nrth or south of the River Zambesi."
The point before the courts Is
whether this monopoly was granted
In perpetuity or was merely security
until the million dollars was repaid.
The De Beers people claim they have
the perpetual monopoly, and the
Chartered Company maintain the
contrary. In the English courts, Mr.
1 Justice Eady has decided against the
De Beers Company, and the judgment of the curt of appeal was the
; same, but not content with these
I wo defeats the diamond magnates
are appealing to the House of Lords.
It Is a case ln which enormous Interests are Involved, and II Is also a
complicated case. South Rhodesia Is
under Roman-Dutch law, northern
. Rhodesia Is under English law. Au-
I thoritles have been cited ranging In
chronological order from the instlt-
Skeena Land District—District of
• Queen Charlotte Islands.
TAKE NOTICE that Norman M.
Patterson, of Fort William, Ont., occupation grain merchant, intends to
apply for permission to purchase the
following described lands:—Commencing at a post planted about 7
miles south from southeast corner of
Lot 227, and 1% miles west from
short line, thence west SO chains,
thence south 80 chains, thence east
80 chains, thence north 80 chains to
point of commencement, containing
640 acres|
Arthur Rffbertson, Agent.
Dated August 20th, 1910. S30
Skeena   Land  District—District  of
Queen  Charlotte  Islands.
TAKE  NOTICE  that  Nelson  Noel
Smith, of Winnipeg, Man., occupation
contractor, intends to apply for permission to purchase the following described  lands:—Commencing    at    a
post planted about  9  miles soutii of
the southeast corner of Lot 22 7, and
5Vfc   miles  west  from     shore     line,
thence west 80 chains, thence soutii
80   chains,   thence   east   80   chains,
thence  north  SO   chains  to  point of
commencement, containing 640 acres.
Arthur Roberlson, Agent.
Dated August 20th, 1910. S30
Skeena Land District—District of
Queen Charlotte Islands.
TAKE NOTICE that Edward Robert Wayland, of Fort William, Ont.,
occupation grain merchant, intends
to apply for permission to purchase
the following described lands:—
Commencing at a post planted about
7 miles south from southeast corner
of lot 227, and 3% miles west from
shore line, thence east 80 chains,
thence north 8 0 chains, thence west
80 chains, thence south 80 chains to
point of commencement, containing
640 acres.
Arthur Robertson, Agent.
Dated August 20th, 1910. S30
Skeena Land District—District of
Queen Charlotte Islands.
TAKE NOTICE that E. N. Ens-
worth, of Fort William, Ont., occupation accountant, intends to apply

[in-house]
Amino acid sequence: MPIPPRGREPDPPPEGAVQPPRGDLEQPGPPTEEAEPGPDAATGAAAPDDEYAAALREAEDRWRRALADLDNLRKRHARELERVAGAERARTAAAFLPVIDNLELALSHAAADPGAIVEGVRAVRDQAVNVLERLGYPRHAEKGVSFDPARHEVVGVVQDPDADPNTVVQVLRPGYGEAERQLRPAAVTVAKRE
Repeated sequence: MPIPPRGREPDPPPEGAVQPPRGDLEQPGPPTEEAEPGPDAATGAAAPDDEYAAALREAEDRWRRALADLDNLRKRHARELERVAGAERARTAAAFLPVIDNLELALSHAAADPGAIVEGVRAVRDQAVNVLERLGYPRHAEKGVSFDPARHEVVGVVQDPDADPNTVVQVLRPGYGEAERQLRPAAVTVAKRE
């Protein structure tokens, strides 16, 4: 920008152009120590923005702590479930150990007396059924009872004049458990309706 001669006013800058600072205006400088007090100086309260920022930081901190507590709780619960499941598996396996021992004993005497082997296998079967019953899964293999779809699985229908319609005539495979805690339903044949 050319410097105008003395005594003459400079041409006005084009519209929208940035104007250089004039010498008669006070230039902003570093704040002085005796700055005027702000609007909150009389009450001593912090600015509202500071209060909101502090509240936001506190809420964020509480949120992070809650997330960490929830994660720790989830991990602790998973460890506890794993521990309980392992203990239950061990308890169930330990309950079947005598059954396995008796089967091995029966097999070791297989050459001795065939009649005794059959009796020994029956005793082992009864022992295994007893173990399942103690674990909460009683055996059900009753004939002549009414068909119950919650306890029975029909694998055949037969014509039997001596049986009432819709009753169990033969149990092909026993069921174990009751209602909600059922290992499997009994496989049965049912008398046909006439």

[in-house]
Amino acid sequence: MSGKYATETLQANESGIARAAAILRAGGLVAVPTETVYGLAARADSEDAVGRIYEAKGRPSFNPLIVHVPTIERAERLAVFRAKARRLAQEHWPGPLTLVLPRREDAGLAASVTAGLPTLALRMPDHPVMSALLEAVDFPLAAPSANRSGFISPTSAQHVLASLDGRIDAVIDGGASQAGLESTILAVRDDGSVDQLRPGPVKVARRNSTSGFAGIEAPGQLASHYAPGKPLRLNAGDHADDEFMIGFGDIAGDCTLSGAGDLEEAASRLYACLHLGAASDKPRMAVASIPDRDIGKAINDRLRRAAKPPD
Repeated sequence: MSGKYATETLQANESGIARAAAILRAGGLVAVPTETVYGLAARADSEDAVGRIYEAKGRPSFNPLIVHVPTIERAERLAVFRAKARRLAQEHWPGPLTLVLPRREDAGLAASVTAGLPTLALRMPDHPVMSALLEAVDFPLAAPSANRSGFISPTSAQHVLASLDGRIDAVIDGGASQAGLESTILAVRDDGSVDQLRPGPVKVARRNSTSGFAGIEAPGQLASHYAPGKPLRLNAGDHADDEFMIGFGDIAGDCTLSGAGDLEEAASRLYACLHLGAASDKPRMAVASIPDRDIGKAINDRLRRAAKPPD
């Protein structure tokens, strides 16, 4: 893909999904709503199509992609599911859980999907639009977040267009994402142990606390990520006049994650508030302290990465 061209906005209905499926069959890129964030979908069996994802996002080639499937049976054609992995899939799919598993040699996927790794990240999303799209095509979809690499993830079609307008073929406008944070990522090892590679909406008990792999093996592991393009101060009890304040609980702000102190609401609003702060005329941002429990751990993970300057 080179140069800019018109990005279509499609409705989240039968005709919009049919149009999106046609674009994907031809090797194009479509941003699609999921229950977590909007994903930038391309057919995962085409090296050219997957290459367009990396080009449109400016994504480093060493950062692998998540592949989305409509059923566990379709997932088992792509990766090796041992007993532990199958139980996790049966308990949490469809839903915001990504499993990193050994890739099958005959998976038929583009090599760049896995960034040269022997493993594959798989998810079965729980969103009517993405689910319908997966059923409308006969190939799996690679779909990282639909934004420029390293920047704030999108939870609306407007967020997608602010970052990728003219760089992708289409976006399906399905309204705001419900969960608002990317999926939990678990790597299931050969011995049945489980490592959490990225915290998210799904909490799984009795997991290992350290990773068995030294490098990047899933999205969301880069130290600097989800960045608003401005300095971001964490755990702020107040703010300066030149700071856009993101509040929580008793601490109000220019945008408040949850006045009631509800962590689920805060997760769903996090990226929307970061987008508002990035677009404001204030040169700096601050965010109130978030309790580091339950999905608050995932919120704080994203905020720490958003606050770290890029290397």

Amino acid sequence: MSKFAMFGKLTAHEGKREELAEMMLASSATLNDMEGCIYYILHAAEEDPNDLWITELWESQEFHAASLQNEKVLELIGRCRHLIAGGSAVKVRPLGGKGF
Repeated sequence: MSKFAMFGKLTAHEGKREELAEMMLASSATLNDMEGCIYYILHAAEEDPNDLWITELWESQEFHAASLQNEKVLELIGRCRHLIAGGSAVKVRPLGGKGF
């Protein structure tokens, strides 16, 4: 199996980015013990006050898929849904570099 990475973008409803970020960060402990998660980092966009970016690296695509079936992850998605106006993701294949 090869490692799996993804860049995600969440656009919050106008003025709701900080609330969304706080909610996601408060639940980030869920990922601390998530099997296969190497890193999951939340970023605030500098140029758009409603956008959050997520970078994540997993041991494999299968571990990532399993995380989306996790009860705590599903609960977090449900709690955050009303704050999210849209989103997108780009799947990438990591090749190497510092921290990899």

for permission to purchase the following described lands:—Commencing at a post planted about 9 miles
south of the southeast corner of Lot
227, and 0% miles west from shore
line, thence west 80 chains, tlience
north SO chains, thence east 80
chains, thence south 80 chains to
point of commencement, containing
640 acres.
Arthur Robertson, Agent.
Dated August 20th, 1910. S30
Skeena Land  District—District  of
Queen  Charlotte Islands.
TAKE NOTICE that William Curtis Lillie, of Fort William, Out., occupation agent, intends to apply for
perinisison to purchase the following
described  lands:—Commencing at a
post  planted   about   7   miles     south,
from  southeast  corner  of Lot  227,
and 3V4  miles west from shore line,
tlience west SO chains, thence south
80   chains,   thence   east   80   chains,
ithence  north   SO  chains to  point  of
commencement, containing 640 acres.
Arthur Robertson, Agent.
Dated August 20th, 1910. S30
Skeena Land District—District of
Queen Charlotte Islands.
TAKE NOTICE that John Russel
Smith, of Fort William, Out., occupation grain merchant, intends to apply
for permission to purchase the following described lands:—Commencing at a post planted about seven
miles soutii from southeast corner of
Lot 227, and 3% miles west from
short line, theuce west 80 chains,
thence north SO chains, thence east
80 chains, thence south SO chains to
point of commencement, containing
640 acres.
Arthur Robertson, Agent.
Dated August 20th, 1910. S30
Skeena  Land  District—District  of
Queen  Charlotte  Islands.
TAKE NOTICE  that  Mary Smith,
of    Fort  William,  Ont.,    occupation
married woman, intends to apply for
permission to purchase the following
described  lands:—Commencing at  a
post planted about  7  miles soutii of
the southeast corner of Lot 227, and
ay2   miles wesl from  the shore line,
tlience   80   chains   west,   thence   80
chains south, theuce  8 0  chains east,
tlience SO  chains north  to point ot
commencement, containing 640 acres.
Arthur Robertson, Agent.
Dated August 20th, 1910. S30
Skeena Land District—District of
Queen Charlotte Islands.
TAKE NOTICE that Benjamin Os-
trander, of Fort William, Ont., occupation grain merchant, intends to apply, for permission to purchase the
following described lands:—Commencing at a post planted about 7
miles south from southeast corner of
Lot 227, and 3% miles west of shore
line, thence east SO chains, thence
south 80 chains, thence west SO